Main Employing IndustriesIndustry (% share)
Professional, Scientific and Technical Services44.4
Financial and Insurance Services12.4
Public Administration and Safety10.3
Information Media and Telecommunications8.2
Other Industries24.7

States and Territories

  • NSW

  • VIC

  • QLD

  • SA

  • TAS

  • NT

  • ACT

Employment by State and Territory (% Share)

Source: Based on ABS Labour Force Survey, annual average 2017, Cat. No. 6291.0.55.003: Customised Report. Share of workers across Australian States and Territories, in this job compared to the all jobs average.
StateICT Business and Systems AnalystsAll Jobs Average
NSW38.431.6
VIC26.426.2
QLD13.619.7
SA6.46.7
WA8.110.8
TAS0.92.0
NT0.41.1
ACT5.91.8

Age Profile

Age Profile (% Share)

Source: Based on ABS Labour Force Survey, annual average 2017, Cat. No. 6291.0.55.003: Customised Report. Age profile of workers in this job compared to the all jobs average.
Age BracketICT Business and Systems AnalystsAll Jobs AverageAll Jobs Average
15-190.0-5.25.2
20-240.1-9.99.9
25-3421.1-23.623.6
35-4439.4-21.721.7
45-5427.1-20.820.8
55-597.9-8.88.8
60-643.9-6.06.0
65 and Over0.5-4.04.0

Education Level

Highest Level of Education (% Share)

No data is available for the selected graph for this Occupation.

A Bachelor Degree or higher, or at least 5 years of relevant experience, is usually needed to work in this job.
Around three quarters of workers have a university degree. System Analysts may also need vendor certifications.

Before starting a course, check it will provide you with the skills and qualifications you need.

  • Compare undergraduate and postgraduate student experiences and outcomes on the QILT website.
  • Compare Vocational Education and Training (VET) courses, providers and student outcomes on the My Skills website.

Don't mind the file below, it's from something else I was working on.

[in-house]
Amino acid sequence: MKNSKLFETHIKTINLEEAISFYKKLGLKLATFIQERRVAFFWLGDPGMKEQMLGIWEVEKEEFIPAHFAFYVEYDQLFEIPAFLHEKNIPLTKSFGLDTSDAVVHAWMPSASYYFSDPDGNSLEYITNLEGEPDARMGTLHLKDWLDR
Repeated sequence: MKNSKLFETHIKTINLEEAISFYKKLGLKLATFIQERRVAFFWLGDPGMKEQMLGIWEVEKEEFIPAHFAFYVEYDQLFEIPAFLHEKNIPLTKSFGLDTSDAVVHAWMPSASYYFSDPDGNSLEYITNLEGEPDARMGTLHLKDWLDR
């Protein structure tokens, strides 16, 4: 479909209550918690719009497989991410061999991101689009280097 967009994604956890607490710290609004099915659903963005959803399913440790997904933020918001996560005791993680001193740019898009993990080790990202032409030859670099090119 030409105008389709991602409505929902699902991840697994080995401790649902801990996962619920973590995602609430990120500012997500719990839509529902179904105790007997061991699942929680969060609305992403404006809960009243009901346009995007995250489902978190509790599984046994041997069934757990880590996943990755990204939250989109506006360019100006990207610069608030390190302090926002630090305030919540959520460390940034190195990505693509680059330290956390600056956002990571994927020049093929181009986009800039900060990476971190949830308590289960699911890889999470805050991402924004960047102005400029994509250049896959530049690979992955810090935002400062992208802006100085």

• You might be interested in Information and Communications Technology VET training pathways on the AAPathways website.

The course listings on this page are provided by Good Education Group.

Employers look for ICT Business and Systems Analysts who can communicate clearly, work well in a team and have strong interpersonal skills.

Knowledge

These are important topics, subjects or knowledge areas.

  1. Computers and Electronics

    92% Important

    Circuit boards, processors, chips, electronic equipment, and computer hardware and software, including applications and programming.

  2. English Language

    80% Important

    English language including the meaning and spelling of words, rules of composition, and grammar.

  3. Customer and Personal Service

    71% Important

    Customer and personal services. This includes understanding customer needs, providing good quality service, and measuring customer satisfaction.

  4. Mathematics

    70% Important

    Arithmetic, algebra, geometry, calculus, or statistics.

  5. Engineering and Technology

    65% Important

    Use engineering science and technology to design and produce goods and services.

Occupational Information Network
O*NET is a trademark of the U.S. Department of Labor, Employment and Training Administration.
The importance ratings on this page are derived from the US Department of Labor O*NET Database Version 21.2, 15-1121.00 - Computer Systems Analysts.

Learn about the daily activities, and physical and social demands faced by workers. Explore the values and work styles that workers rate as most important.

Activities

These are kinds of activities workers regularly do in this job.

  1. Interacting With Computers

    97% Important

    Using computers and computer systems (including hardware and software) to program, write software, set up functions, enter data, or process information.

  2. Making Decisions and Solving Problems

    89% Important

    Using information to work out the best solution and solve problems.

  3. Processing Information

    89% Important

    Compiling, coding, categorizing, calculating, tabulating, auditing, or checking information or data.

  4. Getting Information

    84% Important

    Looking for, getting and understanding different kinds of information.

  5. Checking Compliance with Standards

    83% Important

    Deciding whether events or processes comply with laws, regulations, or standards.

Occupational Information Network
O*NET is a trademark of the U.S. Department of Labor, Employment and Training Administration.
The importance ratings on this page are derived from the US Department of Labor O*NET Database Version 21.2, 15-1121.00 - Computer Systems Analysts.